Cultural Representation in Disney Films

I love when Disney movies travel around the world. Mulan and Aladdin are my favorite classic Disney films. Last year, Disney showed they could celebrate ancient Polynesian culture with Moana, and this year, Pixar explores Mexican culture with Coco. It inspired me to take a look at the history of cultural representation in Disney movies. I will go over the movies that either take place in foreign countries or focus on minorities of the United-States (but I will skip Songs of the South!).

Representation or appropriation?

When it comes to culture, Disney has to walk the line between representation and appropriation. On the positive side, Disney can give visibility to different countries and cultures, confront their audience to new kinds of people and to new ideas, and provide a platform for the underrepresented. That’s exactly what motivated Disney to make Saludos Amigos, a movie meant to warm the relations between the United-States and South America during World War 2.

On the negative side, Disney can be accused of cultural appropriation as they profit from other people’s stories and culture. They make money from something they didn’t invent. And if they aren’t telling their own stories, there’s a risk that they won’t portray it accurately and will fall into hurtful stereotypes. A solution to mitigate this is to hire talent from the concerned groups. A step further is to partner with local studios and to mentor the development of local projects.

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It’s the gayest of all Disney features!

It all started with Europe

Disney made its name adapting famous European stories. Snow White and the Seven Dwarfs is based on a German fairy tale and Pinocchio is based on an Italian novel. The trend continued well into the latter half of the 20th century with classics like Cinderella, Alice in Wonderland, Peter Pan, Sleeping Beauty, One Hundred and One Dalmatians, The Sword in the StoneRobin Hood, The Little Mermaid, Beauty and the Beast, The Hunchback of Notre-Dame and Hercules.

Some of these movies have a vague setting while others are more specific. Some of the English characters are voiced by English actors. It’s the case for Alice and Robin Hood. The tone in these film also varies. Hercules favors anachronistic liberties to deliver a more comedic product. The Hunchback of Notre-Dame uses a more serious approach as it touches upon the topic of societal outcasts in 1482 Paris. In this version, Esmeralda is a born and raised Romani woman.

hunchback05 of notre-dame

You speak of justice yet you are cruel to those most in need of your help!

First adventures outside Europe

Saludos Amigos (1942) & The Three Caballeros (1944)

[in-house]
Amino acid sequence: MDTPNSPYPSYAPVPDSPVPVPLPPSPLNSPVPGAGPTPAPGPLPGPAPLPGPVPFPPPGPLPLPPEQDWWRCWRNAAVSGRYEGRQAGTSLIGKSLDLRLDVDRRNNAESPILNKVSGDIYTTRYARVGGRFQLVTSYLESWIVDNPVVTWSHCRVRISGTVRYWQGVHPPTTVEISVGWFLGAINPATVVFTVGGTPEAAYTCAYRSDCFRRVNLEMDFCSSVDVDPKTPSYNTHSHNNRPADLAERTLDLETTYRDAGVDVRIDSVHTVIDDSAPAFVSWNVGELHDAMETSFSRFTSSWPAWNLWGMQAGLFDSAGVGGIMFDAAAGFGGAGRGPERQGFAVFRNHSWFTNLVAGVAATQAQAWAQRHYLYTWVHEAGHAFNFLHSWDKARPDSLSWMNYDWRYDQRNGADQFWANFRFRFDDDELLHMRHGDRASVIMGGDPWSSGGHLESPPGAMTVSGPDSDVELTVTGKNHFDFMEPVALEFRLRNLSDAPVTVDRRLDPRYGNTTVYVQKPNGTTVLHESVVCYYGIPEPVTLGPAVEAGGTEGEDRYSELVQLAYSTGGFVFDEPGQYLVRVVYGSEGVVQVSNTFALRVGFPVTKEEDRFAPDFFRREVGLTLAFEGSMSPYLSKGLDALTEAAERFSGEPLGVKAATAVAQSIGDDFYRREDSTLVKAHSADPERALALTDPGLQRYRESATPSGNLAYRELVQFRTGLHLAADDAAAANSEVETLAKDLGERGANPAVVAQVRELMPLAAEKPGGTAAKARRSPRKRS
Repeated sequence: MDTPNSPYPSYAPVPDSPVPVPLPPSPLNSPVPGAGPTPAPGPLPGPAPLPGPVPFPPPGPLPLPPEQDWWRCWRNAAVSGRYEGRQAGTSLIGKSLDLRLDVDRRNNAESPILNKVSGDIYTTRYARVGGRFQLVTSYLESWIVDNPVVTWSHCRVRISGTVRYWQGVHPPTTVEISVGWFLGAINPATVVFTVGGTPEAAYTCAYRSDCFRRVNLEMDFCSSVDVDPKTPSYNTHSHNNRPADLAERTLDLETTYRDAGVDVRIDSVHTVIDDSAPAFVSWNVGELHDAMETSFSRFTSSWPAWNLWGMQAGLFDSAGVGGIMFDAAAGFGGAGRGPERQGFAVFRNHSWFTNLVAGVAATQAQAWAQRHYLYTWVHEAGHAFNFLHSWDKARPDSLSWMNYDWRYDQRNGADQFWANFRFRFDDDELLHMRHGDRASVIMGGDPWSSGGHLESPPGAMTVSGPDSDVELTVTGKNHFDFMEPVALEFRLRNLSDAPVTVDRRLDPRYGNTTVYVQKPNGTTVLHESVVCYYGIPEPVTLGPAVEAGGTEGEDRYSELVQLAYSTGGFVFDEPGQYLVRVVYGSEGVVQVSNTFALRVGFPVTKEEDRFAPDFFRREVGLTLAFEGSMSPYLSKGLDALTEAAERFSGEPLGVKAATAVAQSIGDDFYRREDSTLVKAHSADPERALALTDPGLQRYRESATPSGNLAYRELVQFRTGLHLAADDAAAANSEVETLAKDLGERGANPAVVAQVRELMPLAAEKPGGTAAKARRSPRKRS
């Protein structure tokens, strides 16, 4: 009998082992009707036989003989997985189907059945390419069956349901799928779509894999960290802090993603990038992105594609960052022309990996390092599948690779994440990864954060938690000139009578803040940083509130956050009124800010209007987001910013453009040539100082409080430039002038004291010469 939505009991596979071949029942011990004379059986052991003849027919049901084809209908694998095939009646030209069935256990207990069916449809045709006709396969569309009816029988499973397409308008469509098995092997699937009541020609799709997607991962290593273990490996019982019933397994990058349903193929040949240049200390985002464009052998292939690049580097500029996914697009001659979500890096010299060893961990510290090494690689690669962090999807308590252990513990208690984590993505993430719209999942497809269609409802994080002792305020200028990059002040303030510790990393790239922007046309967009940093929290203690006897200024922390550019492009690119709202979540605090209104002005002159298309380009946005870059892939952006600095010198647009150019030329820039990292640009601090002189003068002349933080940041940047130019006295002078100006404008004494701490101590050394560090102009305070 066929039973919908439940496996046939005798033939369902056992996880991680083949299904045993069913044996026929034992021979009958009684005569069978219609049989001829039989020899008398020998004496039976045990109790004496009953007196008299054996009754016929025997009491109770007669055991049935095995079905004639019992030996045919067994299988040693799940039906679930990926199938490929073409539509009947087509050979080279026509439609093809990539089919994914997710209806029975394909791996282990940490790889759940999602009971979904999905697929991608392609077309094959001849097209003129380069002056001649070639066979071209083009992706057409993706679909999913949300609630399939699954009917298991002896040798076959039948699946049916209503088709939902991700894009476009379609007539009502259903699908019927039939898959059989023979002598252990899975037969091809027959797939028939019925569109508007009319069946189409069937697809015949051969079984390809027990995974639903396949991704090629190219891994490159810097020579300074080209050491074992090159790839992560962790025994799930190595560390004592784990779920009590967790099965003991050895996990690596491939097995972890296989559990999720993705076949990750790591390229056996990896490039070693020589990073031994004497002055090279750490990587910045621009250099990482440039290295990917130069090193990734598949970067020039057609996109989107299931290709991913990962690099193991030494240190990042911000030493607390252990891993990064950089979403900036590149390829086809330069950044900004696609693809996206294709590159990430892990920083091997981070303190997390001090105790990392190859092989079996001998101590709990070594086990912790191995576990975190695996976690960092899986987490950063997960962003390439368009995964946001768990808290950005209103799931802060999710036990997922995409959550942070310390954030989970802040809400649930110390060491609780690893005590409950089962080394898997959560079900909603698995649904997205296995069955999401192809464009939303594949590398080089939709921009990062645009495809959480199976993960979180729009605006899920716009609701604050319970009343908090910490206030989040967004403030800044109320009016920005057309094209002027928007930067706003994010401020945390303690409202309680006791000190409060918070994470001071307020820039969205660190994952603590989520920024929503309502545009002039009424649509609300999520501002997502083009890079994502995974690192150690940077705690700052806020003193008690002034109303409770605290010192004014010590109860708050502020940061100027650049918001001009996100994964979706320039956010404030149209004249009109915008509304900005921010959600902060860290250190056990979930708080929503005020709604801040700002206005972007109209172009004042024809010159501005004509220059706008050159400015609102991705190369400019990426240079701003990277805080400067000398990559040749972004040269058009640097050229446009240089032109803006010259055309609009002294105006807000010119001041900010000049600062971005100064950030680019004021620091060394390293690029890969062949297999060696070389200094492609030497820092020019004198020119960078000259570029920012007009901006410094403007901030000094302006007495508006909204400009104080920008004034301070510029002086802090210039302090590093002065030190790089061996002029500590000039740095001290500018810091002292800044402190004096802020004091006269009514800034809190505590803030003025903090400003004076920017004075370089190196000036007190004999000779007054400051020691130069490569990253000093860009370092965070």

These movies are made of segments presenting famous sights and cultural aspects of Latin America through a mix of animation and live-action footage. It features Lake Titicaca, Mount Aconcagua, gauchos, charros, piñatas and various dances and songs. It is partially a documentary and the rest is humorous. It has an American narrator and Latin American actors. The cartoon characters include a Brazilian parrot, a penguin from Patagonia and a Mexican rooster.

The Jungle Book (1967)

The Jungle Book is adapted from a story set in an Indian jungle and written by a British-Indian author. The cast doesn’t include any Indian or Indian-American voice actors. The characters act like generic Hollywood characters and most are animals, so it’s hard to tell what’s the cultural context. However, towards the end of the movie, there’s an Indian girl seen wearing a bindi. She sings a strange song that seems to imply that things don’t really change in India.

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I must go to fetch the water / Till the day that I am grown / Then I will have a handsome husband / And a daughter of my own / And I’ll send her to fetch the water / I’ll be cooking in the home

The 90s around the world

Aladdin (1992)

Aladdin is based on an Arabic tale set in Arabic China. If a European fairy tale involves fairies, kings, sorcerers with long beards and flying broomsticks, it’s only fair that an Arabic fairy tale gets a genie, sultan, mustache-twisting vizier and flying carpet. The clothes, jewelry and architecture look like they belong to ancient Middle-East. The voice actors, however, were still white.

The Lion King (1994)

The song “The Circle of Life” begins with a Zulu chorus, the expression “Hakuna Matata” is in Swahili, and one of the music producer on The Lion King was South African. Rafiki is probably meant to be some sort of African shaman, but the rest of the movie is more or less based on Hamlet, only with animals from the Serengeti ecosystem and national park in Northern Tanzania. Sadly, it gave hyenas a bad reputation. The cast was American and partly African-American.

Pocahontas (1995)

Pocahontas rewrites history and falls into the “noble savage” trope, ie. an indigenous character is “good” because they are not yet “corrupted by civilization”. The real Pocahontas was about 12 when she befriended John Smith. She was later held captive by the colonists and converted to Christianity. After that, she married an Englishman named John Rolfe. She visited England and died at the age of 21. This time, the Disney character was voiced by a Native American actress.

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Can you paint with all the colors of the wind?

Mulan (1998)

Mulan takes a famous Chinese legend and turns it into the most awesome Disney movie ever. Is it accurate? No. Did Disney make money off another country’s culture? They tried. Is it a stereotypical portrayal of China? Probably. But Mulan is such an inspiring story it’s hard to argue it depicts Chinese people in anything but a positive light (unlike Mongolians…). Mulan was played by a Chinese-American actress. It’s just too bad they got Eddie Murphy to voice Mushu instead of say Jackie Chan. Jacky Chan was at the height of his comedic career in the late 90s, and he voiced a part of in the Chinese dub of Mulan, so Disney literally had him at their disposition!